Another politics-to-corporate analogy is criticism. Some Republicans and right-wing media are commenting about Sen. Harris‘s “blackness.” A 99% white-male political party making comments about this is like making observations on butterfly migration from Mars. People in the Black community will decide what they think without regard of whitemansplanations.

Finally, Barack Obama forgave Joe Biden’s “articulate and clean” comment, and they made a good team—to the benefit of our country. In turn, Joe Biden has forgiven Kamala Harris’s harsh criticism during the primary campaign. I think they’ll both benefit from the experience. If they’re successful in November, we all will.

In both cases, the aggrieved party allowed the other person’s total body of work to speak for itself. If you don’t have a “total body of work“ when it comes to diversity, no time like the present to get to work, but it’s foolish to mistake white privilege for experience.

Latest News

Biden Stands by His Commitment to LGBTQ rights; Cost of Racism in the U.S. Tops $16 Trillion; Black and Latinx Continue to Die from COVID-19 at Nearly Twice the Rate of Whites; and More

Biden reaffirms commitment to LGBTQ rights; promises to pass Equality Act. Democratic presidential nominee Joe Biden doubled down on his promises to the LGBTQ community while speaking at a presidential town hall for the Human Rights Campaign Foundation on Sept. 24. “You deserve a partner in the White House to…

degeneres, work, show

Leadership Lessons to be Gleaned from Ellen DeGeneres’ Toxic Workplace Scandal

Ellen DeGeneres began her daytime talk show’s 18th season with an apology after a summer of allegations against her that claimed her show promoted a toxic work environment rife with racism, sexual misconduct and other mistreatment. In August 2020, three senior producers — executive producers Ed Glavin and Kevin Leman…

COVID entrepreneur

Explosive New Growth in Small Businesses Due to COVID-19; America’s Police Force is Not Becoming More Diverse Despite BLM Movement; the Best and Worst Performing States in the 2020 Census; and More

Even with incredible nationwide unemployment rates, the creation of new small and diverse businesses has exploded due to COVID-19. Finally some news coming out of our pandemic: The Philadelphia Tribune reports that as bars and restaurants closed and stay-at-home orders were put into place earlier in 2020 to help fight…

Justice for Breonna not served; The essential rule of politics; Teen serves two months in jail for not doing homework; and More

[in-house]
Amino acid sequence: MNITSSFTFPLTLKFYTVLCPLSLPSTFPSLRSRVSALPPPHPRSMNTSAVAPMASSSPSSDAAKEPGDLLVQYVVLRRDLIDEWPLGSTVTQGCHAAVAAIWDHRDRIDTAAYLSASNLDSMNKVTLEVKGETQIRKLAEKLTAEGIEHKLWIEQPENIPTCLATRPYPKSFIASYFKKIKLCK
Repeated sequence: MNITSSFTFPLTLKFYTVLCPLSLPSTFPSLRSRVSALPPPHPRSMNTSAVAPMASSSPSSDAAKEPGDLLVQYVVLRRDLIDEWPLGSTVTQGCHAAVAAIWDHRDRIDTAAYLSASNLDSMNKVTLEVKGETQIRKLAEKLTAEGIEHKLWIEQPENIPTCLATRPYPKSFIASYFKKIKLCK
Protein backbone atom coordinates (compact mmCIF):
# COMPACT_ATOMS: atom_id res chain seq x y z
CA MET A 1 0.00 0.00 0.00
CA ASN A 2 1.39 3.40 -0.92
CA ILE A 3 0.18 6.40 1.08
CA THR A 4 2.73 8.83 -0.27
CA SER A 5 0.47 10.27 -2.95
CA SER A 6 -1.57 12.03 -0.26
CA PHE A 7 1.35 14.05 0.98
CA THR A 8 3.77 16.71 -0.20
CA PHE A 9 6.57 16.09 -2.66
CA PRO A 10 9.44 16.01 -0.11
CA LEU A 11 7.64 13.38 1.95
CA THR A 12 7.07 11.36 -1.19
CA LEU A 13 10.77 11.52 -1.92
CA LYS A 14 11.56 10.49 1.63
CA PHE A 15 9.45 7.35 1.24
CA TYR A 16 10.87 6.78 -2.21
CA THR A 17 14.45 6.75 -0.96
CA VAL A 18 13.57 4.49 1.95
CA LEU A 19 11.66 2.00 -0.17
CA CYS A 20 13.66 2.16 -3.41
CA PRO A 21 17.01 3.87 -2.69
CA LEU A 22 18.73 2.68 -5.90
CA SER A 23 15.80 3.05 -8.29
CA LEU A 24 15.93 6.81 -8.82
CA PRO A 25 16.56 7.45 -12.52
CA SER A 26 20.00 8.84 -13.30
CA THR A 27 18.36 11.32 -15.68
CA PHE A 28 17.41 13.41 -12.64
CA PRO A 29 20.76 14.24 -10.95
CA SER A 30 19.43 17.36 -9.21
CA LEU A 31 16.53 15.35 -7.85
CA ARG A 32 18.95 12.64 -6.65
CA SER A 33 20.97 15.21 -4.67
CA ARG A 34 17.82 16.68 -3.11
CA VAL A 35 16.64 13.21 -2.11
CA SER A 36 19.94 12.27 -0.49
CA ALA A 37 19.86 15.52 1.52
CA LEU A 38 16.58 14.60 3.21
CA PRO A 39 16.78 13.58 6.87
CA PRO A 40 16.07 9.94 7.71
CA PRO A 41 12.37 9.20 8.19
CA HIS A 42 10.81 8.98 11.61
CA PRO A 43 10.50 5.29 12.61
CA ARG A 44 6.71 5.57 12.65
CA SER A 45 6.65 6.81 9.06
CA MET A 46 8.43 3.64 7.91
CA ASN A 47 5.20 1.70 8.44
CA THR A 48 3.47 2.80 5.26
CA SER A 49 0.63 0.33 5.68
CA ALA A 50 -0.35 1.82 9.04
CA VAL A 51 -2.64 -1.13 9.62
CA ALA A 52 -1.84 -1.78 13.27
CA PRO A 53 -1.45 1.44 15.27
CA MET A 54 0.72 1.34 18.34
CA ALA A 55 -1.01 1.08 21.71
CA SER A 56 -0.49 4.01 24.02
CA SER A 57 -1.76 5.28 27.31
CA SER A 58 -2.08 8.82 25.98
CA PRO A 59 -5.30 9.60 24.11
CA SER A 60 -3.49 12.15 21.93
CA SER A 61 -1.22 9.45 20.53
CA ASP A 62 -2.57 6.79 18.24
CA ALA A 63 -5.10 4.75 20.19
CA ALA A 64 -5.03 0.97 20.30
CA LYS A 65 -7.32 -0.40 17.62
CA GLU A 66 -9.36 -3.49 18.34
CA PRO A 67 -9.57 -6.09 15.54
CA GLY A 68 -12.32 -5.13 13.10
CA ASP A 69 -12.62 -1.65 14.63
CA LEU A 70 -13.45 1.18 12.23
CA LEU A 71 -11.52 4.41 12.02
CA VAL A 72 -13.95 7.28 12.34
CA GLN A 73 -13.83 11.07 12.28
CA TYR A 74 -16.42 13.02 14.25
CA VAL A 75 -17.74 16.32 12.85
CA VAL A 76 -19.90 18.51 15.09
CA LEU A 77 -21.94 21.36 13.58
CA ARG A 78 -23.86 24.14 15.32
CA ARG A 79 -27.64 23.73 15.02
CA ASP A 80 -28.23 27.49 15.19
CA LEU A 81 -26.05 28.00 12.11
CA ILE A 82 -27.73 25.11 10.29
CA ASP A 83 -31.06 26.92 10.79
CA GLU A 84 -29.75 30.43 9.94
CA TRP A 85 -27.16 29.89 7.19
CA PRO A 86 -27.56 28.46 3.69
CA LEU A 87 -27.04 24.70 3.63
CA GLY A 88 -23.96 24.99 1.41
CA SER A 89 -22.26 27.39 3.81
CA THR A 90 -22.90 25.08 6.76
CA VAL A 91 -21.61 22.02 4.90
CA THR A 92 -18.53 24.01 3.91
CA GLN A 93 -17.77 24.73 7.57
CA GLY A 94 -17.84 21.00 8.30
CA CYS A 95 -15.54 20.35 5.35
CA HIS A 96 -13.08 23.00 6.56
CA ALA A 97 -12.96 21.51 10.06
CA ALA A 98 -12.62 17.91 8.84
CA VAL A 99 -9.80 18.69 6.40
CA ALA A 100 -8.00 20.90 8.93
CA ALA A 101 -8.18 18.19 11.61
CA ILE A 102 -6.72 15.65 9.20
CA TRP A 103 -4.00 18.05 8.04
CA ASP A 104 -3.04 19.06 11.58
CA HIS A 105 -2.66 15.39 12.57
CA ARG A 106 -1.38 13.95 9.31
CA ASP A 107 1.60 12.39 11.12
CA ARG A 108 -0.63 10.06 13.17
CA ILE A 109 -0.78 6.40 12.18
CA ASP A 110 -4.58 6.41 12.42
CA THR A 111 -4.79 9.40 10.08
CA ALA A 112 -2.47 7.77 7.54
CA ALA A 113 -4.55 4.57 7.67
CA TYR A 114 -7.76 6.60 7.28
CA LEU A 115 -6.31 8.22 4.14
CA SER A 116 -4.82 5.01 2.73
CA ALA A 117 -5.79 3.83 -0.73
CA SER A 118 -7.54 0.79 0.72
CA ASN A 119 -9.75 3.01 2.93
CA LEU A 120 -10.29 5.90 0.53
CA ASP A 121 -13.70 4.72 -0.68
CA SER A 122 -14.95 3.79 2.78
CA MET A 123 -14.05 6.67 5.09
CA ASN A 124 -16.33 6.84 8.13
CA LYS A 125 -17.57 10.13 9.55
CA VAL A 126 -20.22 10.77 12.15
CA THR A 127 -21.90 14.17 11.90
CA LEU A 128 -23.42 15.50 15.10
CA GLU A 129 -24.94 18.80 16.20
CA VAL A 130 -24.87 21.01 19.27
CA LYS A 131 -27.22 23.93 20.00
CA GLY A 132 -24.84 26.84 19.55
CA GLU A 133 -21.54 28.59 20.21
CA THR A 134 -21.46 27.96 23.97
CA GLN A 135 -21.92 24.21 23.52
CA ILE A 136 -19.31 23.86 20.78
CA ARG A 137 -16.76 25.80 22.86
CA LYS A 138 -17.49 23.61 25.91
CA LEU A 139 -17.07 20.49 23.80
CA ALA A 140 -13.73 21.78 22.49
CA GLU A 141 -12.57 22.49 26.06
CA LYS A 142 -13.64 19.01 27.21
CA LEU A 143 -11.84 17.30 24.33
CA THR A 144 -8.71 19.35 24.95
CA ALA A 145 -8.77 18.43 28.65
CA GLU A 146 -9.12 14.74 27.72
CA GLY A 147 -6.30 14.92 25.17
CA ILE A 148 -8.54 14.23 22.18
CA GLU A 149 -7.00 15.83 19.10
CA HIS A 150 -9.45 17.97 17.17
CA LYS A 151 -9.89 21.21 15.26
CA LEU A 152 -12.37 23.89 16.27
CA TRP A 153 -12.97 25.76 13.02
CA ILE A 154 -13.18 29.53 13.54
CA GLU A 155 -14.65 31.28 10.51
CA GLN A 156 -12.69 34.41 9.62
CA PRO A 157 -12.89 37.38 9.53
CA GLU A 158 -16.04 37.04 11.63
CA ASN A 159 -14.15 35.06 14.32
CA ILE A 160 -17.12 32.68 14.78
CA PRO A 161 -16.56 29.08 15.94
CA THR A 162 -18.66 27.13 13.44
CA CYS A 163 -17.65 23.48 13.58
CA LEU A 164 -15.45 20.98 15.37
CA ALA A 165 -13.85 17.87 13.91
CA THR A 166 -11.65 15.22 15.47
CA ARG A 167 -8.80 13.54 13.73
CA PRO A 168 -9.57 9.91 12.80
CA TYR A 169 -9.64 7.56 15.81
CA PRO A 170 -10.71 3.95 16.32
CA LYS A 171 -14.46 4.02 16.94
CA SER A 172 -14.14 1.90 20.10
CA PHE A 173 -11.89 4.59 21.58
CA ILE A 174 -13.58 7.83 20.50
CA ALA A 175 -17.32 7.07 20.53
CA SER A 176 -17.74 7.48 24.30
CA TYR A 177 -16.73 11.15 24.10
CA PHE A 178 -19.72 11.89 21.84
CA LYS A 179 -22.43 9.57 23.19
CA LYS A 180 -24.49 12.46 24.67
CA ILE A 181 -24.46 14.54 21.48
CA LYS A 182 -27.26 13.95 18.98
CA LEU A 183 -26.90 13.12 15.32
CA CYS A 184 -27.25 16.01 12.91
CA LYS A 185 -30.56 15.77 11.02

Justice for Breonna not served as grand jury indicted officer who shot her with wanton endangerment — but not murder. “Outrageous and offensive.” Those were  by attorney to the family, Ben Crump to describe the grand jury’s decision in the March 13 fatal police shooting of 26-year-old Breonna Taylor. While…

IBM, EEOC, age

EEOC Unearths Years of Intentional Age Discrimination within IBM

After a long investigation, the Equal Employment Opportunity Commission (EEOC) has revealed that IBM leaders had directed managers to replace older workers with younger ones. Between 2013 and 2018, nearly 86% of those considered for layoffs within the organization were older employees over the age of 40. The investigation showed…

Breathe March in Globe Park, New York, USA - 12 Sep 2020

Cities under attack from the Justice Department; Louisville bracing for the Breonna Taylor murder charge; Twitter reveals its racist side; and More

Justice department attacks three U.S. cities, declaring them anarchist zones — despite most of the protests that took place in each city being peaceful marches in support of the Black Lives Matter movement. In a move designed to pull federal funding from New York City, Seattle and Portland, OR, the…

ginsburg, supreme, court

The Lasting Legacy of Supreme Court Justice Ruth Bader Ginsburg — Plus the Four Biggest Issues Currently at Stake Following Her Death

Supreme Court Justice Ruth Bader Ginsburg, who served on the nation’s highest court for 27 years, passed away Friday, Sept. 18 at the age 87. “As the second woman ever to sit on the highest court in the land, she was a warrior for gender equality — someone who believed…